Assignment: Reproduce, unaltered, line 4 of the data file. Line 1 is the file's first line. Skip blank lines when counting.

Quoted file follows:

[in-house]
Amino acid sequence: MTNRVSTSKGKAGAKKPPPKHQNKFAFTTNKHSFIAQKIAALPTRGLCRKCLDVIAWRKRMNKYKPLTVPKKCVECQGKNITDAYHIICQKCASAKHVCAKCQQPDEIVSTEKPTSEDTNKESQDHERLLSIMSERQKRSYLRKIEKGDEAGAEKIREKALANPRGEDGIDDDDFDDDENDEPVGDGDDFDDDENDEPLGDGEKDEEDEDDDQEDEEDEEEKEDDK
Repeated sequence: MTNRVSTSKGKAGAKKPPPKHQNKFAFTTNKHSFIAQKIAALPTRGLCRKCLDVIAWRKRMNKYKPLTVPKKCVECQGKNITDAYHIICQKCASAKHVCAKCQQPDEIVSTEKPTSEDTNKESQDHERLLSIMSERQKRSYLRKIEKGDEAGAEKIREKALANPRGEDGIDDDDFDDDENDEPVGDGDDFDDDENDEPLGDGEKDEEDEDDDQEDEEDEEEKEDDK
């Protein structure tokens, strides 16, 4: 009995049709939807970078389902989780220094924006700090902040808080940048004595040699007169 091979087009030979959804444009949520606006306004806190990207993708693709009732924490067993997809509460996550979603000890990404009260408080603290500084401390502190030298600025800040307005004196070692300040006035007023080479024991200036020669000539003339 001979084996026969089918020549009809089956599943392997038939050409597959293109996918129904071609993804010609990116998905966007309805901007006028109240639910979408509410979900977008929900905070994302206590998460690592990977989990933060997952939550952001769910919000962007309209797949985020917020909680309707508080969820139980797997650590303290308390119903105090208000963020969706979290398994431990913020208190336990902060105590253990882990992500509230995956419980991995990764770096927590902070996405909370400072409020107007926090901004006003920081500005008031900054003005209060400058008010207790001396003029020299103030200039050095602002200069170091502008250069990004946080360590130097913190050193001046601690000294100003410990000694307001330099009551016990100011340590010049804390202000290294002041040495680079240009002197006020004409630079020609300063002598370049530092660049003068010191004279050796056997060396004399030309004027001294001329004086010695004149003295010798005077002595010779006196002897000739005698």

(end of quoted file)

């Protein structure tokens, strides 16, 4: 009995049709939807970078389902989780220094924006700090902040808080940048004595040699007169 091979087009030979959804444009949520606006306004806190990207993708693709009732924490067993997809509460996550979603000890990404009260408080603290500084401390502190030298600025800040307005004196070692300040006035007023080479024991200036020669000539003339 001979084996026969089918020549009809089956599943392997038939050409597959293109996918129904071609993804010609990116998905966007309805901007006028109240639910979408509410979900977008929900905070994302206590998460690592990977989990933060997952939550952001769910919000962007309209797949985020917020909680309707508080969820139980797997650590303290308390119903105090208000963020969706979290398994431990913020208190336990902060105590253990882990992500509230995956419980991995990764770096927590902070996405909370400072409020107007926090901004006003920081500005008031900054003005209060400058008010207790001396003029020299103030200039050095602002200069170091502008250069990004946080360590130097913190050193001046601690000294100003410990000694307001330099009551016990100011340590010049804390202000290294002041040495680079240009002197006020004409630079020609300063002598370049530092660049003068010191004279050796056997060396004399030309004027001294001329004086010695004149003295010798005077002595010779006196002897000739005698």